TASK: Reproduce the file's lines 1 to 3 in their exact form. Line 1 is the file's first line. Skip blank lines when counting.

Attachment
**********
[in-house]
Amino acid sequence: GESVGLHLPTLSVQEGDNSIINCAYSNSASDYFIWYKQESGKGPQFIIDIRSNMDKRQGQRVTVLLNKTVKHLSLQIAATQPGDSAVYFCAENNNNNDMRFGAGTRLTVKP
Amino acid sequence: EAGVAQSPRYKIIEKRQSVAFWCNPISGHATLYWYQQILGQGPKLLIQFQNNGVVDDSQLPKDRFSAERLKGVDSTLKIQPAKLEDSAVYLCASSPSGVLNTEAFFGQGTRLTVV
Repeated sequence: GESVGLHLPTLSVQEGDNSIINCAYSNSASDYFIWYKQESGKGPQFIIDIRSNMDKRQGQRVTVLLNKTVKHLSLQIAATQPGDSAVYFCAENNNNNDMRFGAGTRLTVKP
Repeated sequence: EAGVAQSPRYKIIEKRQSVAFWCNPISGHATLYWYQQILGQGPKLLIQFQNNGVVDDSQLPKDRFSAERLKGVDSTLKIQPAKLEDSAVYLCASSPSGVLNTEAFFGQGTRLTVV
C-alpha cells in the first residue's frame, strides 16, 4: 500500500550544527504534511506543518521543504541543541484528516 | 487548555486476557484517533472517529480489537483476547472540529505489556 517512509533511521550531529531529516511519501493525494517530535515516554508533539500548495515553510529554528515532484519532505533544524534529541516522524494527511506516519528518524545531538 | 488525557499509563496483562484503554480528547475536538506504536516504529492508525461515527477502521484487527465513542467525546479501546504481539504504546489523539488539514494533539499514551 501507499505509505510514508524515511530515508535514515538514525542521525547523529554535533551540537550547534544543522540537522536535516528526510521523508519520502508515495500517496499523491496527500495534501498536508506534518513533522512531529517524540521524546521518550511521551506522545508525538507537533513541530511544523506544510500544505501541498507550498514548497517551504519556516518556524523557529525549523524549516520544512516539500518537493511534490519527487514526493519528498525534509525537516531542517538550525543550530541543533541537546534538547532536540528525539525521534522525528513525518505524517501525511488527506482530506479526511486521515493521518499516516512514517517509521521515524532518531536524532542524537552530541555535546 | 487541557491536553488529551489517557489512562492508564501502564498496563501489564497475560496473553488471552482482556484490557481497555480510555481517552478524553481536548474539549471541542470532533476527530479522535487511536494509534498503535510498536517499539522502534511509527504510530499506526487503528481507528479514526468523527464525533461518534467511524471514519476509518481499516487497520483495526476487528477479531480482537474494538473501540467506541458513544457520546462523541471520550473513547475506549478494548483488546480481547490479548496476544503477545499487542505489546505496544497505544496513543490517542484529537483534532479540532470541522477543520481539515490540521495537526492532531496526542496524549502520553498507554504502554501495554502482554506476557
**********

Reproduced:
[in-house]
Amino acid sequence: GESVGLHLPTLSVQEGDNSIINCAYSNSASDYFIWYKQESGKGPQFIIDIRSNMDKRQGQRVTVLLNKTVKHLSLQIAATQPGDSAVYFCAENNNNNDMRFGAGTRLTVKP
Amino acid sequence: EAGVAQSPRYKIIEKRQSVAFWCNPISGHATLYWYQQILGQGPKLLIQFQNNGVVDDSQLPKDRFSAERLKGVDSTLKIQPAKLEDSAVYLCASSPSGVLNTEAFFGQGTRLTVV